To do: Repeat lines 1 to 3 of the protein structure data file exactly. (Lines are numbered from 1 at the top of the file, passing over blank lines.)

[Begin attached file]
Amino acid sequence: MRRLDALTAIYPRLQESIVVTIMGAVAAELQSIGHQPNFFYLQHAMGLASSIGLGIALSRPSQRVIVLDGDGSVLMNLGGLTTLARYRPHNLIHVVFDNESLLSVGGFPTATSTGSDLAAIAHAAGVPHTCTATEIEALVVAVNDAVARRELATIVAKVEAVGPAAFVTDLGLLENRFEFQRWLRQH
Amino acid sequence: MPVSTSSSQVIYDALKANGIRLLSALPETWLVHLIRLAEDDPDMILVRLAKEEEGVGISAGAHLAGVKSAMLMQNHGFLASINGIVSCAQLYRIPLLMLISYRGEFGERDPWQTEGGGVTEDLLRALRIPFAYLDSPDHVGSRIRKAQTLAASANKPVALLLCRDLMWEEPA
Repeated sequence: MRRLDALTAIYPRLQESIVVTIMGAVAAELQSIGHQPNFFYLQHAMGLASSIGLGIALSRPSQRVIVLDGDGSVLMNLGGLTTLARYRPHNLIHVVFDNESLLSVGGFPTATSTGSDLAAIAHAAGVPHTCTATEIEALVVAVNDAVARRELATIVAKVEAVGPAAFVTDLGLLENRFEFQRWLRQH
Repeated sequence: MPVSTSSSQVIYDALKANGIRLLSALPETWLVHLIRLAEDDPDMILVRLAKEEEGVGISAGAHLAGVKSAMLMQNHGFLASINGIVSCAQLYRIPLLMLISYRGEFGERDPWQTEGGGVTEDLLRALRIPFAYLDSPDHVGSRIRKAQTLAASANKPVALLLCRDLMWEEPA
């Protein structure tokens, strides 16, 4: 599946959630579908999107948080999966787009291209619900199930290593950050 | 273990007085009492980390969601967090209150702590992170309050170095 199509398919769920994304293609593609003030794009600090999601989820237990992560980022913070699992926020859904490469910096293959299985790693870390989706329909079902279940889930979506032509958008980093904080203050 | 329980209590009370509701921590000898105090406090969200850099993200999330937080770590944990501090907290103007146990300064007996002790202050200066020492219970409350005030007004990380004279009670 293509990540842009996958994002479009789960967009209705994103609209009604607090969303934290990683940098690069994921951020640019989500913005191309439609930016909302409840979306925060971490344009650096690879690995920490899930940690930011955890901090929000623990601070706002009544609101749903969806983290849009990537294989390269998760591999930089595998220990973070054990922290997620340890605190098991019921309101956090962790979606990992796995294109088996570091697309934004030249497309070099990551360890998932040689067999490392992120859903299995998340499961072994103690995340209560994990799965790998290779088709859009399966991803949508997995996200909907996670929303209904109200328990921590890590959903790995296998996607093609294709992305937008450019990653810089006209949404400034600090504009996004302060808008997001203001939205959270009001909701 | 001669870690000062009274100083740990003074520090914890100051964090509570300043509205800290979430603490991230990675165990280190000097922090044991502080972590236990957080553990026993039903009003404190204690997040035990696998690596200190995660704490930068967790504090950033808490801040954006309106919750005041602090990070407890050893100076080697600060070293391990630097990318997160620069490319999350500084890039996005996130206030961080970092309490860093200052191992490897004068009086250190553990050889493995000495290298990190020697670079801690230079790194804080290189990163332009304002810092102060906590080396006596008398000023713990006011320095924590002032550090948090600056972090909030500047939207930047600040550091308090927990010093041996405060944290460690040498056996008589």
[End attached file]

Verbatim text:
Amino acid sequence: MRRLDALTAIYPRLQESIVVTIMGAVAAELQSIGHQPNFFYLQHAMGLASSIGLGIALSRPSQRVIVLDGDGSVLMNLGGLTTLARYRPHNLIHVVFDNESLLSVGGFPTATSTGSDLAAIAHAAGVPHTCTATEIEALVVAVNDAVARRELATIVAKVEAVGPAAFVTDLGLLENRFEFQRWLRQH
Amino acid sequence: MPVSTSSSQVIYDALKANGIRLLSALPETWLVHLIRLAEDDPDMILVRLAKEEEGVGISAGAHLAGVKSAMLMQNHGFLASINGIVSCAQLYRIPLLMLISYRGEFGERDPWQTEGGGVTEDLLRALRIPFAYLDSPDHVGSRIRKAQTLAASANKPVALLLCRDLMWEEPA
Repeated sequence: MRRLDALTAIYPRLQESIVVTIMGAVAAELQSIGHQPNFFYLQHAMGLASSIGLGIALSRPSQRVIVLDGDGSVLMNLGGLTTLARYRPHNLIHVVFDNESLLSVGGFPTATSTGSDLAAIAHAAGVPHTCTATEIEALVVAVNDAVARRELATIVAKVEAVGPAAFVTDLGLLENRFEFQRWLRQH